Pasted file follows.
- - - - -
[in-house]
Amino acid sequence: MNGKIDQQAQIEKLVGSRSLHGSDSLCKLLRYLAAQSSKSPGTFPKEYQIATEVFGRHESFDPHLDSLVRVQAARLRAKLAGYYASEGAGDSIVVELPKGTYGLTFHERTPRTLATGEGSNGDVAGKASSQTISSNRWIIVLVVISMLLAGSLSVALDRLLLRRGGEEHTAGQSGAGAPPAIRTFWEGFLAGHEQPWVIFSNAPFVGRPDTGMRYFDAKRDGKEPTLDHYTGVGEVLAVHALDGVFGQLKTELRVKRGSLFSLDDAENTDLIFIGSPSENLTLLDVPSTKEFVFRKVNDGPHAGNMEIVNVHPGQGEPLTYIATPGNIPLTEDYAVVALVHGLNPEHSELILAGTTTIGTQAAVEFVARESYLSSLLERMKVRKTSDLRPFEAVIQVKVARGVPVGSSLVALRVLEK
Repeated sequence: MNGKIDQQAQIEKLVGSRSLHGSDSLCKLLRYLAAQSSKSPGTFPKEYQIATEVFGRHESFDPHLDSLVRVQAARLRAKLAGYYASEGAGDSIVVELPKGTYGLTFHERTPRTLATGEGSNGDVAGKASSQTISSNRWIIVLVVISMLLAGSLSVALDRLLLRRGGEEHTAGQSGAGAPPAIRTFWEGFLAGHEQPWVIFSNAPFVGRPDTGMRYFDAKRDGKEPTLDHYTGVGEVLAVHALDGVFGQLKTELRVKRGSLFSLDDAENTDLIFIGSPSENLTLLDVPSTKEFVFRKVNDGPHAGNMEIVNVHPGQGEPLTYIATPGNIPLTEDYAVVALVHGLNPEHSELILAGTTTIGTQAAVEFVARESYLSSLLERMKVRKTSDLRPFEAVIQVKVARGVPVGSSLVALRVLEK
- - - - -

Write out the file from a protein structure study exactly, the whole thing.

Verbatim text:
[in-house]
Amino acid sequence: MNGKIDQQAQIEKLVGSRSLHGSDSLCKLLRYLAAQSSKSPGTFPKEYQIATEVFGRHESFDPHLDSLVRVQAARLRAKLAGYYASEGAGDSIVVELPKGTYGLTFHERTPRTLATGEGSNGDVAGKASSQTISSNRWIIVLVVISMLLAGSLSVALDRLLLRRGGEEHTAGQSGAGAPPAIRTFWEGFLAGHEQPWVIFSNAPFVGRPDTGMRYFDAKRDGKEPTLDHYTGVGEVLAVHALDGVFGQLKTELRVKRGSLFSLDDAENTDLIFIGSPSENLTLLDVPSTKEFVFRKVNDGPHAGNMEIVNVHPGQGEPLTYIATPGNIPLTEDYAVVALVHGLNPEHSELILAGTTTIGTQAAVEFVARESYLSSLLERMKVRKTSDLRPFEAVIQVKVARGVPVGSSLVALRVLEK
Repeated sequence: MNGKIDQQAQIEKLVGSRSLHGSDSLCKLLRYLAAQSSKSPGTFPKEYQIATEVFGRHESFDPHLDSLVRVQAARLRAKLAGYYASEGAGDSIVVELPKGTYGLTFHERTPRTLATGEGSNGDVAGKASSQTISSNRWIIVLVVISMLLAGSLSVALDRLLLRRGGEEHTAGQSGAGAPPAIRTFWEGFLAGHEQPWVIFSNAPFVGRPDTGMRYFDAKRDGKEPTLDHYTGVGEVLAVHALDGVFGQLKTELRVKRGSLFSLDDAENTDLIFIGSPSENLTLLDVPSTKEFVFRKVNDGPHAGNMEIVNVHPGQGEPLTYIATPGNIPLTEDYAVVALVHGLNPEHSELILAGTTTIGTQAAVEFVARESYLSSLLERMKVRKTSDLRPFEAVIQVKVARGVPVGSSLVALRVLEK